Food Labelling Legislation Changes

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Food Labelling Legislation Changes

Estimated reading time: 5 minutes

Calorie labelling on food packaging has been in place for many years and gives consumers comparable information on how many calories that food contains per serving or 100g. The notable, perhaps, exception has been where food is prepared for immediate sale such as is restaurants, cafés and takeaways where almost no calorific information is given. This is not the case in all establishments but until recently supplying this information was voluntary rather than legally required.

Food Labelling Legislation Changes

On the 6th April 2022, the Calorie Labelling (Out of Home Sector) (England) Regulations 2021 (the Regulations) came into force which makes it a legal requirement for large companies (those with 250 or more employees) which offer non-prepacked food or drink for immediate consumption by the person why buys it to show calorie information for the food or drink being sold. Examples of the types of business included in this are (this is not an exhaustive list):

  • restaurants, fast food outlets, cafes, pubs and supermarkets
  • home delivery services and third-party apps selling food that is included in the scope
  • cafes and takeaways within larger shops and venues, such as supermarkets, department stores, and entertainment venues such as cinemas
  • specialist food stores, delicatessens, sweet shops and bakeries
  • contract catering – for example, for events and canteens
  • domestic transport businesses including planes, trains, ferries and other forms of water transport within the UK

What food requires labels?

Any food that is available for immediate consumption which means any food that is prepared and consumed on the premises or any food which requires no further processing (cooking) to be consumed by the purchaser off the premises where it was sold. The food also needs to be not prepacked and this means that the food is only packed on the premises either for immediate sale or is packed after processing on the premises for direct sale to the purchaser. Food types that are in scope are (not an exhaustive list)

  • bakery stores: hot beverages (all varieties), sausage rolls, pies, pasties, pizza slices, breakfast rolls, sandwiches, toasties, pastries, biscuits and cakes
  • coffee shops or cafes: hot beverages (all varieties), biscuits, cakes, muffins, pastries, sandwiches, paninis, toasties, wraps, soups, pasta bowls, salads, porridge, cereals and yogurts
  • quick service restaurants: hot drinks (all varieties), breaded chicken pieces, burgers, fries, onion rings, pizza, pasta, rice boxes, salad boxes, wraps, ice cream sundaes, cakes and muffins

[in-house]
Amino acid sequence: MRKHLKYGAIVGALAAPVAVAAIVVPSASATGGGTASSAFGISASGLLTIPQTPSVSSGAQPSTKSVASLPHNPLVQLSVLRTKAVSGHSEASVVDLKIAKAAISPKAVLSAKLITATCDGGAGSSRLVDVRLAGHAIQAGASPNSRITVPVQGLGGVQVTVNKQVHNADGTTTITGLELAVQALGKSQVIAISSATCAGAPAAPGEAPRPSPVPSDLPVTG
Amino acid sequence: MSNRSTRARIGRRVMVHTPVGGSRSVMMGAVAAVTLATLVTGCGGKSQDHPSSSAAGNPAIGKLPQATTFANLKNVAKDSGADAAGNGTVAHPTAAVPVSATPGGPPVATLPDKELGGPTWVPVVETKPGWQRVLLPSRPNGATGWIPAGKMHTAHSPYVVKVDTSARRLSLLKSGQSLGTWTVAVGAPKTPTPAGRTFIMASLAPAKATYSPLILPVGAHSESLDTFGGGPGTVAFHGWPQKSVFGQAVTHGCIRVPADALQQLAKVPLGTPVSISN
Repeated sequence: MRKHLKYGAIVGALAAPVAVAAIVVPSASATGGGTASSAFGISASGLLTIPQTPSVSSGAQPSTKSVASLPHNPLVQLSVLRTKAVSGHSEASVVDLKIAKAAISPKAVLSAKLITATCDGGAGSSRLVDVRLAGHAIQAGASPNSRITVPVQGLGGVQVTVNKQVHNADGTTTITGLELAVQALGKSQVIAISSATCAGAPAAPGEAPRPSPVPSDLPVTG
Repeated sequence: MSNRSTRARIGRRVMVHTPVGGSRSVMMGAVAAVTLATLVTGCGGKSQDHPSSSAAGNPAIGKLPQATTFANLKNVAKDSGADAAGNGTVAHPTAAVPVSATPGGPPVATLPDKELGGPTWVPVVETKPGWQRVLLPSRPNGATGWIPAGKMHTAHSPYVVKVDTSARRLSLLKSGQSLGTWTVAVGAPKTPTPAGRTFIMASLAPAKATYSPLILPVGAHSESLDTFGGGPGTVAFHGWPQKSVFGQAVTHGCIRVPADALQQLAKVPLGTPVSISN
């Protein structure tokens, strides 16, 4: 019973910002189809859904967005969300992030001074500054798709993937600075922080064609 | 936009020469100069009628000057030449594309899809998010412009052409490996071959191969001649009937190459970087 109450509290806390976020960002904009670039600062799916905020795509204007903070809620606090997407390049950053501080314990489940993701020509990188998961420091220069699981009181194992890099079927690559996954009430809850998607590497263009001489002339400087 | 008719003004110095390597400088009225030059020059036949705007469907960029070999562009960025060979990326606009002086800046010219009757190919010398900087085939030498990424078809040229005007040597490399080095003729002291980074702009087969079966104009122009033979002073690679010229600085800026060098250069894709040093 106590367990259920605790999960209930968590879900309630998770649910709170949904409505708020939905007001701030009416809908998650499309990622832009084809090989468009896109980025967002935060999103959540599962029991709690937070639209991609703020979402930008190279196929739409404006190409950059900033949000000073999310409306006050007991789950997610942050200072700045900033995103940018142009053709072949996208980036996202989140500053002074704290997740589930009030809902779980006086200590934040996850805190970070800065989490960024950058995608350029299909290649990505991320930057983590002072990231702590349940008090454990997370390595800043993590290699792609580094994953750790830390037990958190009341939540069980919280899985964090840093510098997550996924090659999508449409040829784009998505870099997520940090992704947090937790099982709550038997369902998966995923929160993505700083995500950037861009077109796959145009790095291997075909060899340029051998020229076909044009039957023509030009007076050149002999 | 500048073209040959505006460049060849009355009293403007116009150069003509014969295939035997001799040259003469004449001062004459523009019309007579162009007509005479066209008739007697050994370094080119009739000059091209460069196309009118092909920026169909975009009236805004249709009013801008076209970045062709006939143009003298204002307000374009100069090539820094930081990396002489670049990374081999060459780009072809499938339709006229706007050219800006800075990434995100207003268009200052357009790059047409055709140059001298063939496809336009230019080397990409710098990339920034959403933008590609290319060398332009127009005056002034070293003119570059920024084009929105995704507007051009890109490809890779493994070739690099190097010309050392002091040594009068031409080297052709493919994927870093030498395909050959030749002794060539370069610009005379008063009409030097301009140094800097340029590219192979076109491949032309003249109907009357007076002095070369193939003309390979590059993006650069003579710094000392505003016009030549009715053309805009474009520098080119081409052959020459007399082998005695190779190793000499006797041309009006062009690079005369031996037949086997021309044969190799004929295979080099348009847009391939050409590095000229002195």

• restaurants or canteens: hot beverages (all varieties), starters, sides or small plates, mains, buffets and ‘build your own’, desserts and ‘build your own’, and breakfast or brunch. For build your own, businesses will need to read the government guidance on how to label the foodstuffs being put into the dish. The guidance link is given at the end of the article
  • sandwich bars: hot beverages (all varieties), sandwiches including ‘build your own’ sandwiches prepared at the consumer’s request, filled rolls, baguettes, bagels, salads, pasta bowls and cakes
  • supermarket grab and go: hot beverages (all varieties), in-store bakery items (such as loose pastries, cakes, biscuits), ready to eat delicatessen items (such as sushi, cooked pizza) and sandwiches

Exempt foods

Not all foods will come under the legislation and some exemptions are:

  • Fresh fruits and vegetables such as loose potatoes or oranges
  • Unprocessed products which are a single ingredient such as nuts or herbs
  • Fish, meats or cheese as long as they don’t form an ingredient of a food such as fish in a sushi dish
  • Bread
  • Food that is only on a menu temporarily (less than 30 days)
  • Food that is made expressly for a customer as a one off or for customer specific customisation, e.g. when a customer asks for an extra item which is not part of the normal menu
  • Alcohols over 1.2% ABV
  • Condiments

What information is needed?

At its most basic every in-scope business which sells an in-scope food, needs to supply the following:

  • display the energy content of the food in kilocalories (kcal), there is no requirement to show this information in kilojoules.
  • reference the size of the portion to which the calorie information relates. If the food as described is meant to be consumed by one person in one sitting then there is no need to display the portion size as it is assumed to be 1
  • display the statement that ‘adults need around 2000 kcal a day’ (for the purposes of this guidance, this statement will be referred to as the ‘statement of daily calorie needs’)

This information needs to be displayed at the point of choice for the consumer, i.e. the menu from which they are making their choice. The Government has given guidance on how to display the information for various circumstances.

There is further information on the new Food Labelling Legislation Changes on the Government’s guidance webpage which can be viewed here.

Food Labelling Legislation Changes

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